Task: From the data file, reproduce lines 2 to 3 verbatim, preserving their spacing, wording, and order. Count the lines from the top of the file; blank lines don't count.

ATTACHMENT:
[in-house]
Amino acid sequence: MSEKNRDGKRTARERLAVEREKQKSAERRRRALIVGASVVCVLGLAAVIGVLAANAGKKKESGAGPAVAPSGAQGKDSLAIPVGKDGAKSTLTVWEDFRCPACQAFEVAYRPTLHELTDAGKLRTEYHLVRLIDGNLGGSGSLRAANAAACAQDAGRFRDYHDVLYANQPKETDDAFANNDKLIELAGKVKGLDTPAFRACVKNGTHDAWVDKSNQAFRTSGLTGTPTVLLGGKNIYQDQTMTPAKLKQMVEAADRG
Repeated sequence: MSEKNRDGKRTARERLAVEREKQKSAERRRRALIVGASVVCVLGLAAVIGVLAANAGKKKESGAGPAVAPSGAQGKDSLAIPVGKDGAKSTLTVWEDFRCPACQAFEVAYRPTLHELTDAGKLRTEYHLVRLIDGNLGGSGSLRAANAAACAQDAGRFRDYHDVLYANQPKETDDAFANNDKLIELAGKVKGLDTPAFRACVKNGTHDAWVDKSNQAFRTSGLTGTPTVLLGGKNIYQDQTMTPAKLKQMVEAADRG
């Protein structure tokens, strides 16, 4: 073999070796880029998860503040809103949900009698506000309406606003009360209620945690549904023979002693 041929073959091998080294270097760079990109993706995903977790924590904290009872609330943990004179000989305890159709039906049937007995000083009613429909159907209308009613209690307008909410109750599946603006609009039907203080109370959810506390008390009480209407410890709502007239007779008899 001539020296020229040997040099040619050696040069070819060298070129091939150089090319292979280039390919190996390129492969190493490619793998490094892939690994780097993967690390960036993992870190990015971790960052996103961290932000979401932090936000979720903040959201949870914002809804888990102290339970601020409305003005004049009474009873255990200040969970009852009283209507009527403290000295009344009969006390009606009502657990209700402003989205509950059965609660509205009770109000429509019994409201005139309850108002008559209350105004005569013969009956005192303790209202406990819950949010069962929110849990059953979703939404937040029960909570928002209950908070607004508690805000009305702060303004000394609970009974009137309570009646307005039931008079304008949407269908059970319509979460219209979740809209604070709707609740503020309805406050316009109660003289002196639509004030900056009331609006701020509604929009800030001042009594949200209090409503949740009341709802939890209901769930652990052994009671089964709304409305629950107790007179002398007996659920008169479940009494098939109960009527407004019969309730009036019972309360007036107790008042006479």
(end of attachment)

Amino acid sequence: MSEKNRDGKRTARERLAVEREKQKSAERRRRALIVGASVVCVLGLAAVIGVLAANAGKKKESGAGPAVAPSGAQGKDSLAIPVGKDGAKSTLTVWEDFRCPACQAFEVAYRPTLHELTDAGKLRTEYHLVRLIDGNLGGSGSLRAANAAACAQDAGRFRDYHDVLYANQPKETDDAFANNDKLIELAGKVKGLDTPAFRACVKNGTHDAWVDKSNQAFRTSGLTGTPTVLLGGKNIYQDQTMTPAKLKQMVEAADRG
Repeated sequence: MSEKNRDGKRTARERLAVEREKQKSAERRRRALIVGASVVCVLGLAAVIGVLAANAGKKKESGAGPAVAPSGAQGKDSLAIPVGKDGAKSTLTVWEDFRCPACQAFEVAYRPTLHELTDAGKLRTEYHLVRLIDGNLGGSGSLRAANAAACAQDAGRFRDYHDVLYANQPKETDDAFANNDKLIELAGKVKGLDTPAFRACVKNGTHDAWVDKSNQAFRTSGLTGTPTVLLGGKNIYQDQTMTPAKLKQMVEAADRG